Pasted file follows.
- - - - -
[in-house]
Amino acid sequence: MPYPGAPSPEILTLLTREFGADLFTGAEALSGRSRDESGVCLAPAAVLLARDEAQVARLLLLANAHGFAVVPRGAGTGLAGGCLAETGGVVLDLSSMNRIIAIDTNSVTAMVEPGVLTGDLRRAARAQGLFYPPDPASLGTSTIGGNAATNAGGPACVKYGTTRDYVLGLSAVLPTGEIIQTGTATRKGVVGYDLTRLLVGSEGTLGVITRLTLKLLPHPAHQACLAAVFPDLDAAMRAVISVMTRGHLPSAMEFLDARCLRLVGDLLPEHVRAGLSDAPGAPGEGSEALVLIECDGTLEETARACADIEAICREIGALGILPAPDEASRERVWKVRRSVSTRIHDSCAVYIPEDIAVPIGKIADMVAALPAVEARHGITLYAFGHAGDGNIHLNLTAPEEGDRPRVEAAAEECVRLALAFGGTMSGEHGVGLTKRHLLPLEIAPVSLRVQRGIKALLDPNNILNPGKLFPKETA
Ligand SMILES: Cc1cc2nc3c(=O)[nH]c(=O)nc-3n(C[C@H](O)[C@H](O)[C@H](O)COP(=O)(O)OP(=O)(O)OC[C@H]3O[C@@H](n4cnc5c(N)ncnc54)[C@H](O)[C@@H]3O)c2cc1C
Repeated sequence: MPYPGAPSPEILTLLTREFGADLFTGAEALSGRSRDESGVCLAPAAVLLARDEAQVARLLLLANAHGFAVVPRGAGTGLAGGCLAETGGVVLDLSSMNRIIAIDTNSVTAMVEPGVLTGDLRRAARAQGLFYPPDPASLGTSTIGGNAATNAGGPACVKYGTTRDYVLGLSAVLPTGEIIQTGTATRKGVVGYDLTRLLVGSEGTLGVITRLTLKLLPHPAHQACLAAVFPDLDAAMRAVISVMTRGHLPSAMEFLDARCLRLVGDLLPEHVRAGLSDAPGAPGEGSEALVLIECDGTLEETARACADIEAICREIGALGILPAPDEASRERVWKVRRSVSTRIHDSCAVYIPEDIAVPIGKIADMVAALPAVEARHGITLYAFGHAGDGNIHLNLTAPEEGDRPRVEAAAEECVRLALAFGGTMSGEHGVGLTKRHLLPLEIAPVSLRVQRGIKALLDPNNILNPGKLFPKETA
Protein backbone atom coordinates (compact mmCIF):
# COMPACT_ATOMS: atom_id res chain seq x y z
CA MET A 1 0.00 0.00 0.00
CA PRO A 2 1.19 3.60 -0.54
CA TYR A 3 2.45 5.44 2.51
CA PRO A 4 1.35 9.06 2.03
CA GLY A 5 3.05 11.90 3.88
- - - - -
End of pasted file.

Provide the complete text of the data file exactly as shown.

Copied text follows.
[in-house]
Amino acid sequence: MPYPGAPSPEILTLLTREFGADLFTGAEALSGRSRDESGVCLAPAAVLLARDEAQVARLLLLANAHGFAVVPRGAGTGLAGGCLAETGGVVLDLSSMNRIIAIDTNSVTAMVEPGVLTGDLRRAARAQGLFYPPDPASLGTSTIGGNAATNAGGPACVKYGTTRDYVLGLSAVLPTGEIIQTGTATRKGVVGYDLTRLLVGSEGTLGVITRLTLKLLPHPAHQACLAAVFPDLDAAMRAVISVMTRGHLPSAMEFLDARCLRLVGDLLPEHVRAGLSDAPGAPGEGSEALVLIECDGTLEETARACADIEAICREIGALGILPAPDEASRERVWKVRRSVSTRIHDSCAVYIPEDIAVPIGKIADMVAALPAVEARHGITLYAFGHAGDGNIHLNLTAPEEGDRPRVEAAAEECVRLALAFGGTMSGEHGVGLTKRHLLPLEIAPVSLRVQRGIKALLDPNNILNPGKLFPKETA
Ligand SMILES: Cc1cc2nc3c(=O)[nH]c(=O)nc-3n(C[C@H](O)[C@H](O)[C@H](O)COP(=O)(O)OP(=O)(O)OC[C@H]3O[C@@H](n4cnc5c(N)ncnc54)[C@H](O)[C@@H]3O)c2cc1C
Repeated sequence: MPYPGAPSPEILTLLTREFGADLFTGAEALSGRSRDESGVCLAPAAVLLARDEAQVARLLLLANAHGFAVVPRGAGTGLAGGCLAETGGVVLDLSSMNRIIAIDTNSVTAMVEPGVLTGDLRRAARAQGLFYPPDPASLGTSTIGGNAATNAGGPACVKYGTTRDYVLGLSAVLPTGEIIQTGTATRKGVVGYDLTRLLVGSEGTLGVITRLTLKLLPHPAHQACLAAVFPDLDAAMRAVISVMTRGHLPSAMEFLDARCLRLVGDLLPEHVRAGLSDAPGAPGEGSEALVLIECDGTLEETARACADIEAICREIGALGILPAPDEASRERVWKVRRSVSTRIHDSCAVYIPEDIAVPIGKIADMVAALPAVEARHGITLYAFGHAGDGNIHLNLTAPEEGDRPRVEAAAEECVRLALAFGGTMSGEHGVGLTKRHLLPLEIAPVSLRVQRGIKALLDPNNILNPGKLFPKETA
Protein backbone atom coordinates (compact mmCIF):
# COMPACT_ATOMS: atom_id res chain seq x y z
CA MET A 1 0.00 0.00 0.00
CA PRO A 2 1.19 3.60 -0.54
CA TYR A 3 2.45 5.44 2.51
CA PRO A 4 1.35 9.06 2.03
CA GLY A 5 3.05 11.90 3.88